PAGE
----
Advanced Instrumentation

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Advanced Instrumentation Institute is carrying out developing the state-of-the-art instruments based on the measurement technology of KRISS to respond science and industry demands. In addition, the institute currently supports turning from various measurement methods and new ideas into instruments, including developing common equipment platforms.

Director: Dr. Hyug-Gyo Rhee (

Team for

  • Photon and Electron Instruments
  • Ultra-low Magnetic Field
  • Semiconductor Integrated Metrology
  • Space Optics
  • Environmental Measuring Instruments
  • Instrumentation Support

Its current R&D project include the following subjects :

  • CLEM(Correlative Light and Electron Microscope),
    Electron beam monochromator, Intraocular pressure measurement by pneumatic tonometer.
  • Development of Micro-Tesla NMR/MRI
  • 3D optical tomography for multilayer film structure.
  • Development of photolytic NO2 to NO converter

R&D Highlights _ Advanced Instrumentation

Developing the ultra light-weight reflector for aerospace :
emerging as a new leader in the era of aerospace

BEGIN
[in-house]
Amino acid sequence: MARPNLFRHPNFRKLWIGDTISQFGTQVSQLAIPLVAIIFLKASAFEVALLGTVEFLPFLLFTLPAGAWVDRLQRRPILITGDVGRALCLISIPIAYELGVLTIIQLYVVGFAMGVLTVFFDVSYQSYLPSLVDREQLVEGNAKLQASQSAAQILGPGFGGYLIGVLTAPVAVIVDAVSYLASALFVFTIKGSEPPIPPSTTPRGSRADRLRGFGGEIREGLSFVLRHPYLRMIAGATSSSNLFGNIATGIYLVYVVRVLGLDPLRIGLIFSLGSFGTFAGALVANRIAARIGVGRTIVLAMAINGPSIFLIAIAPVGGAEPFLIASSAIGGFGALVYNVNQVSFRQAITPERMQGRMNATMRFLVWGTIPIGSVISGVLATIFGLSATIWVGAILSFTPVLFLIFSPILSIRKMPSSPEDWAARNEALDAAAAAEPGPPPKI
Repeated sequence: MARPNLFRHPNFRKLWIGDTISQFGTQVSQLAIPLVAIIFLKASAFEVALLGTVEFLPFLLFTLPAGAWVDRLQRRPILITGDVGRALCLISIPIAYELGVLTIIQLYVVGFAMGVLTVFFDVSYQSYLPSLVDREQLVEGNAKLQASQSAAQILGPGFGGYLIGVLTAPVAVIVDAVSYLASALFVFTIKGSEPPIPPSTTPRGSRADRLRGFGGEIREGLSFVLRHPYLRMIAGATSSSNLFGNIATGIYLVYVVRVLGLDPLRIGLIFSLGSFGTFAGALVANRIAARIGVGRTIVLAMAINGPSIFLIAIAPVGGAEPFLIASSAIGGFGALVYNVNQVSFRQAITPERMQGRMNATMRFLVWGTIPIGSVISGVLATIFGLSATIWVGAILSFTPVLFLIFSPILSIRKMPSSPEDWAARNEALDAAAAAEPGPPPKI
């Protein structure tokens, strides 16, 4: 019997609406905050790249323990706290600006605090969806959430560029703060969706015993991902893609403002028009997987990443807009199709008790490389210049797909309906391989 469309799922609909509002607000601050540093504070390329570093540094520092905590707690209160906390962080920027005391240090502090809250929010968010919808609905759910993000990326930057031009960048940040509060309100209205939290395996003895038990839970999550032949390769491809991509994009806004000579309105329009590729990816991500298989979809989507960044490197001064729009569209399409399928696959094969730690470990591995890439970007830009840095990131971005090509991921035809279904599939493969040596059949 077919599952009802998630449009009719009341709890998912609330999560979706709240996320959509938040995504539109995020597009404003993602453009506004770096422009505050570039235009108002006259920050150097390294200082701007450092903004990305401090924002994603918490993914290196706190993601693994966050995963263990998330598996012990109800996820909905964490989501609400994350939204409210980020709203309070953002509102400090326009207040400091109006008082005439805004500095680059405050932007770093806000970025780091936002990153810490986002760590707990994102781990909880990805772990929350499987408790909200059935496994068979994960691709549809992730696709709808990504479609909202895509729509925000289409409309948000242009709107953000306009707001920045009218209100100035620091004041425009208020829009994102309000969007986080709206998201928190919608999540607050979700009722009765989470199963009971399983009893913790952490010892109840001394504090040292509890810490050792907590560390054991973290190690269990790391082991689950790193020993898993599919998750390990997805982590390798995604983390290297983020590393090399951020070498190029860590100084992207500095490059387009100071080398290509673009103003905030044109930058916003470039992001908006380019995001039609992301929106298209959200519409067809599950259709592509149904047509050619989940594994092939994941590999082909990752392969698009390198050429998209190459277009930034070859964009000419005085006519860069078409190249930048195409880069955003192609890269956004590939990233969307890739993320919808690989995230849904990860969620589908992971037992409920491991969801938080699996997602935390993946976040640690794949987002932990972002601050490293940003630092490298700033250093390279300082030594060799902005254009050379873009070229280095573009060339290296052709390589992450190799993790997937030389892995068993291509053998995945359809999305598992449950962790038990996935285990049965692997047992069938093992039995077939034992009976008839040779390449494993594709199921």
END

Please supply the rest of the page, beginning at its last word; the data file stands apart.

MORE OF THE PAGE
Good eyesight would make the world be seen as a clearer and more diverse one. The artificial satellite used in our daily lives, in fact, would offer more benefits to us. It is the core component that determines the resolution of the image shot by a reflector, which is analogous to the eye of this artificial satellite. The longer the diameter of the reflector, the clearer the images. However, being loaded on an artificial satellite is subject to limitations in size and weight, so for a commercial satellite, a reflector with the maximum diameter of 1 m is to be used. Center for Space Optics at the Division of Industrial Metrology produced a reflector with the diameter of 0.8 m in 2013, driven by the ultra-precision optical measurement and production technology of the past 10 years, through which an ultra light-weight aerospace reflector was successfully developed with a diameter of 1 m. The team increased the weight reduction rate from 60 % to 80 % to lower the reflector weight, while decreasing the thickness of the easily breakable glass material by half. In order to complement the weakness of a lower performance, the mechanical structure supporting the reflector was newly designed, so the reflector modification resulting from gravity could be scaled down to less than 10 nm. There is an inevitably high demand for a reflector with a high resolution in the global artificial satellite market that grows every year. The Center for Space Optics makes everyeffort to realize the goal of developing an artificial satellite in line with the plan to launch Korea Multi-purpose Satellite No.7 in 2020.